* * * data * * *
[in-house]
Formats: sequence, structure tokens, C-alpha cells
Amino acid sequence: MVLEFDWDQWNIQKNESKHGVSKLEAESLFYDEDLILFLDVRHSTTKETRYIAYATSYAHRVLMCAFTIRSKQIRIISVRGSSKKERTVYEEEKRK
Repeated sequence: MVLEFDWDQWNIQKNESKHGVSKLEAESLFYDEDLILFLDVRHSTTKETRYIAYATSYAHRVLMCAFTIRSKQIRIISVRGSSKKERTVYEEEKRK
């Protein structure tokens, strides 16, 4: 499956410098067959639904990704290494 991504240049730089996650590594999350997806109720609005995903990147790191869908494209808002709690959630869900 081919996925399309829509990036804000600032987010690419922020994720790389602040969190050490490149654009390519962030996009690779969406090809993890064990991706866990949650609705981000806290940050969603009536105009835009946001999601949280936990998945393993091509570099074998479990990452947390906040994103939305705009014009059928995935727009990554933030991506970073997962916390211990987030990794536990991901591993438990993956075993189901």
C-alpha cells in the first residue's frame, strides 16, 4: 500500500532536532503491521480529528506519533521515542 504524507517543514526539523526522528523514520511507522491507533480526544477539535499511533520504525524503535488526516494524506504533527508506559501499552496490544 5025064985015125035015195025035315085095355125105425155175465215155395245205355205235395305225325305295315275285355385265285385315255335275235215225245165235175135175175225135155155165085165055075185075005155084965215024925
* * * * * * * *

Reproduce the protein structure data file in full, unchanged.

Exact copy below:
[in-house]
Formats: sequence, structure tokens, C-alpha cells
Amino acid sequence: MVLEFDWDQWNIQKNESKHGVSKLEAESLFYDEDLILFLDVRHSTTKETRYIAYATSYAHRVLMCAFTIRSKQIRIISVRGSSKKERTVYEEEKRK
Repeated sequence: MVLEFDWDQWNIQKNESKHGVSKLEAESLFYDEDLILFLDVRHSTTKETRYIAYATSYAHRVLMCAFTIRSKQIRIISVRGSSKKERTVYEEEKRK
């Protein structure tokens, strides 16, 4: 499956410098067959639904990704290494 991504240049730089996650590594999350997806109720609005995903990147790191869908494209808002709690959630869900 081919996925399309829509990036804000600032987010690419922020994720790389602040969190050490490149654009390519962030996009690779969406090809993890064990991706866990949650609705981000806290940050969603009536105009835009946001999601949280936990998945393993091509570099074998479990990452947390906040994103939305705009014009059928995935727009990554933030991506970073997962916390211990987030990794536990991901591993438990993956075993189901």
C-alpha cells in the first residue's frame, strides 16, 4: 500500500532536532503491521480529528506519533521515542 504524507517543514526539523526522528523514520511507522491507533480526544477539535499511533520504525524503535488526516494524506504533527508506559501499552496490544 5025064985015125035015195025035315085095355125105425155175465215155395245205355205235395305225325305295315275285355385265285385315255335275235215225245165235175135175175225135155155165085165055075185075005155084965215024925